As of late, I’ve been involved with a couple of projects. As these projects proceeded, I was seriously reminded of something that’s easy for many of us to forget, or not give enough attention to, that being our perceived reputation, and how it stands in the eyes of others.
At this point in time, with the economy continuing to be shaky at best, this part of our make-up has never been more important in my eyes. To be clear, it’s “always” been a priority in my mind to take stock in sustaining a conscious effort to keep ones reputation in good standing with whoever we share some assemblance of a relationship with, be that a working relationship, or a personal one. Obviously, I’m not presenting anything new here by any means, but as these projects continued to evolve, I found it interesting watching the response from some of the members involved, and assessing my reaction to how I felt about that, which has everything to do with how I might present that person when asked…i.e., your rep.
Here’s my point, in musical ease:
To begin this, I’ll give you a story from a friend of mine that totally drives home this “point” I’m trying to make. He went to a job interview for a “part time” job, offering a “minimum” wage salary. The point of this story; a hundred people showed up for the interview, not 20 or 30, a hundred over two days. That’s right fans, this recession is real, and it absolutely spills right over to the artists’ potential workload during these times as well. Gigs that you might have been potentially considered for because everyone is busy in my opinion barely exist anymore. That being said, with this eventuality of having multiple players to choose from when work surfaces, your reputation being on the up and up has never been a more valuable commodity for you then it is right now.
So, what might constitute developing a “good rep”, and what am I alluding to as far as what I ascertained from these projects I’ve mentioned? The heart of the matter for me seems to revolve around two specific areas. First, do the homework…no exceptions. Coming in prepared for whatever you’ve been called for is seriously valued by those who graced you with the opportunity. Again, this seems like a no brainer, I’m not presenting anything new. But I marvel at how many people fall short in this category. Simply stated: “He/She always comes prepared when I call them”. There’s the heart of your rep being in good status. I feel pretty confident in stating that the “responsible” musician is one up on anyone that falls even slightly short of that goal. Is this a fairly clichéd remark…you bet. But, add in “the present conditions”, and not acknowledging the importance of this “cliché” could cost ya.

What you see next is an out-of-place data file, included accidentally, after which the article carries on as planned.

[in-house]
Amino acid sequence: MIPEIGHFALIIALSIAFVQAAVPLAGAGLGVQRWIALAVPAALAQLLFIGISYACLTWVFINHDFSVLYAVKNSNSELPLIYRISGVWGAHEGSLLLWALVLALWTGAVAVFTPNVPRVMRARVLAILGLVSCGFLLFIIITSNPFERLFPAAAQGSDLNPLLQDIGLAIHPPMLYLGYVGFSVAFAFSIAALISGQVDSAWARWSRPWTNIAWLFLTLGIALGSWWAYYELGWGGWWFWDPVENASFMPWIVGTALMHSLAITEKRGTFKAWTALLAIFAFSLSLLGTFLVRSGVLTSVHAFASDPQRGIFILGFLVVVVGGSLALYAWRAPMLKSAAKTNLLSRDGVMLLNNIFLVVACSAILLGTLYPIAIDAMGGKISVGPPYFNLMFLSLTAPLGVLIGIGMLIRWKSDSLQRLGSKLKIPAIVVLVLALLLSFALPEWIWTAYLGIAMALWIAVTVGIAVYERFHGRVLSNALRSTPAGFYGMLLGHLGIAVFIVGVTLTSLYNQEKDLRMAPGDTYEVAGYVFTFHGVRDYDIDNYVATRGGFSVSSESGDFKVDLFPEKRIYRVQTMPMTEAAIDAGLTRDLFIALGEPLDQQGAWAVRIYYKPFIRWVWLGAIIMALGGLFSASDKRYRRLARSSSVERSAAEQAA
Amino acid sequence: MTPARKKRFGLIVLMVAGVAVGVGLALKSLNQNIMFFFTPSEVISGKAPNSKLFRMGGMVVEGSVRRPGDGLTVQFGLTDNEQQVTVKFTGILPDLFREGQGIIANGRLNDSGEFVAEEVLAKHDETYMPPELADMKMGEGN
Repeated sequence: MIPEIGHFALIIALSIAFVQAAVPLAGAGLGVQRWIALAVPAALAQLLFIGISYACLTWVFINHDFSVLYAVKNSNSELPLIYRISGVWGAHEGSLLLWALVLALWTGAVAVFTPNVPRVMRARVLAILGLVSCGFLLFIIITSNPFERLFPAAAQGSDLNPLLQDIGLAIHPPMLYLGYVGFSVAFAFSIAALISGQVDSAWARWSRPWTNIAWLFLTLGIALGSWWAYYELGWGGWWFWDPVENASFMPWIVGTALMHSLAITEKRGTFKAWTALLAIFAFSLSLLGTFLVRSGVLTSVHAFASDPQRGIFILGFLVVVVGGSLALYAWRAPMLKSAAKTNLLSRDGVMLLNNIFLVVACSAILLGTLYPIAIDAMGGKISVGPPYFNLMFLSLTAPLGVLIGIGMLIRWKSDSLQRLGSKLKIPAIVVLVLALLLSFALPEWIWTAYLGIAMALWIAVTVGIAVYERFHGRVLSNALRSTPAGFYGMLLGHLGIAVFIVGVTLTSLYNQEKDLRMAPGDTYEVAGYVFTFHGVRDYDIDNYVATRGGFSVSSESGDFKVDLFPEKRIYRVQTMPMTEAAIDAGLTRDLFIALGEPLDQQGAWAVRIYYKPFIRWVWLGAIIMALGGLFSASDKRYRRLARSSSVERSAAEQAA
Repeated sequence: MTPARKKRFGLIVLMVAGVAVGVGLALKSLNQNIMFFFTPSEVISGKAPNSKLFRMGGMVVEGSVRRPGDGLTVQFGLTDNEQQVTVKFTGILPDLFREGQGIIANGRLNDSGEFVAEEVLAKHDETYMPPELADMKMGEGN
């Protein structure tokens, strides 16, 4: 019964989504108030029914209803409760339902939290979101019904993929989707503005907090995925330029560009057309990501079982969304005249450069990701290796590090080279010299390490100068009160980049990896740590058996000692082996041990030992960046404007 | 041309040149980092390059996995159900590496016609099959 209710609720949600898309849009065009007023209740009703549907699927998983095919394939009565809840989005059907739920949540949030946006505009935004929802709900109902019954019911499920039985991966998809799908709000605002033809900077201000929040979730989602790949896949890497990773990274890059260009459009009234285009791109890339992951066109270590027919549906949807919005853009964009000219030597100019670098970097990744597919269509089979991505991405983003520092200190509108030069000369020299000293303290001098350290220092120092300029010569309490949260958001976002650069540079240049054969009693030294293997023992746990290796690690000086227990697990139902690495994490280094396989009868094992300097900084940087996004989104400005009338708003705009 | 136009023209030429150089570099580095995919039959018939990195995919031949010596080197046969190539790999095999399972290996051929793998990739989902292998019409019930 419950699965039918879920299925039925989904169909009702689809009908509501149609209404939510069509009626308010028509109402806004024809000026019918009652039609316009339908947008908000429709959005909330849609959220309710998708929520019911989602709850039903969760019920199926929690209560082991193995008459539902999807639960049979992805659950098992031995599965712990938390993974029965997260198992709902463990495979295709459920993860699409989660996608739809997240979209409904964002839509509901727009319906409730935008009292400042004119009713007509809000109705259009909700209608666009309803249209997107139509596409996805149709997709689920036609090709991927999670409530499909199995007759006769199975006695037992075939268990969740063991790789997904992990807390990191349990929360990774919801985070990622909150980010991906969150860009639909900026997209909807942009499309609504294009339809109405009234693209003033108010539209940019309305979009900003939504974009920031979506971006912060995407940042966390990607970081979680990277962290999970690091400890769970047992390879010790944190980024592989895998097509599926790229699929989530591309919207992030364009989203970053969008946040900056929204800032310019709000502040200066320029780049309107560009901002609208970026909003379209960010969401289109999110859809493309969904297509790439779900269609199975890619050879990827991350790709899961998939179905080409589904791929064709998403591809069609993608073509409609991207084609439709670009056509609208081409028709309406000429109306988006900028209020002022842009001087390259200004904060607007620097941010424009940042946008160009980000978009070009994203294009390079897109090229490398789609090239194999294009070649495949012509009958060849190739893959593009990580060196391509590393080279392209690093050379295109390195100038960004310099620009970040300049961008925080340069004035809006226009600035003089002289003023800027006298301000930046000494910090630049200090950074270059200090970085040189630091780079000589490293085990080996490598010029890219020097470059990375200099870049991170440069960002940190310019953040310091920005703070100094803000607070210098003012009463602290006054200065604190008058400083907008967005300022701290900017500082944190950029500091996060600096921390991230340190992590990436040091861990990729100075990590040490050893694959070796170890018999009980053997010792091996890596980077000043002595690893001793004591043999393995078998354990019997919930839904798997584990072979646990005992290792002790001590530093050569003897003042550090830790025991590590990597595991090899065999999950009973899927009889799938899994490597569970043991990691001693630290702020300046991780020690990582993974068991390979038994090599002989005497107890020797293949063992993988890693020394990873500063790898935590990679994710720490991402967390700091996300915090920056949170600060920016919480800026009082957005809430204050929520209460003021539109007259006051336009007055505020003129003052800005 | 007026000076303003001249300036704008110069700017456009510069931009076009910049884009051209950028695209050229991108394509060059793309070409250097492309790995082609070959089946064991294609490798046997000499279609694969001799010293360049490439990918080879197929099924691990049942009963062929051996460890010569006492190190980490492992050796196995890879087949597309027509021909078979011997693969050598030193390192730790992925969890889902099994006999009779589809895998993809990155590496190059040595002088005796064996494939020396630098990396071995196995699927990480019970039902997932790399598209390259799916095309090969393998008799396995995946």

Secondly, and get this; Leave out “any” excuses or grips you may have as far as what you’ve been asked to do…period. Everyone, I mean EVERYONE is dealing with their own challenges, and the last thing they want to hear are your complaints about some part of the demands that have been set forth for you on the project. Once again, to be clear, if something in your eyes is radically out of place, you do more or less have a responsibility to speak up. Just be absolutely sure it’s being expressed as an “area of concern” rather than a grip…it’s all in how you present it. Said correctly, you’ve shown concern for the project, an absolute plus. Said incorrectly, you’re just bitching, and that’s the impression you’ve left someone with, and here comes your rep status once again. Is “this” a fairly clichéd remark…another, “you bet”. This must almost be an inherent human trait, because I still see it over and over again as time goes by.Your focus; ditch that inherent human trait. Keep your rep in a positive light. At this point in time, in my opinion, that’s essential. And the overall thrust I’ve been alluding to in this article is, if you don’t take care of being responsible and keeping any kind of attitude checking in at the door, there’s probably not just one, but three or four people right behind you that will.